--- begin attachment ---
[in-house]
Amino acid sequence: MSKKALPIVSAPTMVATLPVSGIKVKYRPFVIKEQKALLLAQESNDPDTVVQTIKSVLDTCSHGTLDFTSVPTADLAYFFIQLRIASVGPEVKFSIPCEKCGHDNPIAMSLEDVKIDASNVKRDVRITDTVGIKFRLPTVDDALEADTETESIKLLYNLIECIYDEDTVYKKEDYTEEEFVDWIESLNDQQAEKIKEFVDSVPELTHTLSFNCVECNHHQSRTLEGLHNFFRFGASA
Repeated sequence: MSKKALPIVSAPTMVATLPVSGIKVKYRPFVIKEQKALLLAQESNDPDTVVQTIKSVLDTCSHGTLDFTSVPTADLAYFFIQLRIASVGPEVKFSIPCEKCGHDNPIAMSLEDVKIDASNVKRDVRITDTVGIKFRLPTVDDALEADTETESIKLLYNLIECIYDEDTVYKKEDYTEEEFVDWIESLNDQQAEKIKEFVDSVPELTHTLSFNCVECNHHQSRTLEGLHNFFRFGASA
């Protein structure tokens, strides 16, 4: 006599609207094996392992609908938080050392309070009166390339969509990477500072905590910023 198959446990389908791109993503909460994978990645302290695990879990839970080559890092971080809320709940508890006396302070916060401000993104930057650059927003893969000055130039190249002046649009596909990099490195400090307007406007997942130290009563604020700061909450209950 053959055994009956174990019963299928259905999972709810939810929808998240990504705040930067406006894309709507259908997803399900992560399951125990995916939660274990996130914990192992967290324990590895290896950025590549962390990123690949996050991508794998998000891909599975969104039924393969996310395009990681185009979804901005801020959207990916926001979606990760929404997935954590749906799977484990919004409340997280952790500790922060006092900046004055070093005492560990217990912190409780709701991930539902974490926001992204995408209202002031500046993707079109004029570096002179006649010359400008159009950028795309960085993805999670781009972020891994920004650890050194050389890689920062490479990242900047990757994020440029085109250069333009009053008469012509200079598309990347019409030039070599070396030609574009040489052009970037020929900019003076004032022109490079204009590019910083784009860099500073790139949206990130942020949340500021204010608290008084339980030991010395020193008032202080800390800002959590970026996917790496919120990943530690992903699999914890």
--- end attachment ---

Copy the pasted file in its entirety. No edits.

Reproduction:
[in-house]
Amino acid sequence: MSKKALPIVSAPTMVATLPVSGIKVKYRPFVIKEQKALLLAQESNDPDTVVQTIKSVLDTCSHGTLDFTSVPTADLAYFFIQLRIASVGPEVKFSIPCEKCGHDNPIAMSLEDVKIDASNVKRDVRITDTVGIKFRLPTVDDALEADTETESIKLLYNLIECIYDEDTVYKKEDYTEEEFVDWIESLNDQQAEKIKEFVDSVPELTHTLSFNCVECNHHQSRTLEGLHNFFRFGASA
Repeated sequence: MSKKALPIVSAPTMVATLPVSGIKVKYRPFVIKEQKALLLAQESNDPDTVVQTIKSVLDTCSHGTLDFTSVPTADLAYFFIQLRIASVGPEVKFSIPCEKCGHDNPIAMSLEDVKIDASNVKRDVRITDTVGIKFRLPTVDDALEADTETESIKLLYNLIECIYDEDTVYKKEDYTEEEFVDWIESLNDQQAEKIKEFVDSVPELTHTLSFNCVECNHHQSRTLEGLHNFFRFGASA
């Protein structure tokens, strides 16, 4: 006599609207094996392992609908938080050392309070009166390339969509990477500072905590910023 198959446990389908791109993503909460994978990645302290695990879990839970080559890092971080809320709940508890006396302070916060401000993104930057650059927003893969000055130039190249002046649009596909990099490195400090307007406007997942130290009563604020700061909450209950 053959055994009956174990019963299928259905999972709810939810929808998240990504705040930067406006894309709507259908997803399900992560399951125990995916939660274990996130914990192992967290324990590895290896950025590549962390990123690949996050991508794998998000891909599975969104039924393969996310395009990681185009979804901005801020959207990916926001979606990760929404997935954590749906799977484990919004409340997280952790500790922060006092900046004055070093005492560990217990912190409780709701991930539902974490926001992204995408209202002031500046993707079109004029570096002179006649010359400008159009950028795309960085993805999670781009972020891994920004650890050194050389890689920062490479990242900047990757994020440029085109250069333009009053008469012509200079598309990347019409030039070599070396030609574009040489052009970037020929900019003076004032022109490079204009590019910083784009860099500073790139949206990130942020949340500021204010608290008084339980030991010395020193008032202080800390800002959590970026996917790496919120990943530690992903699999914890």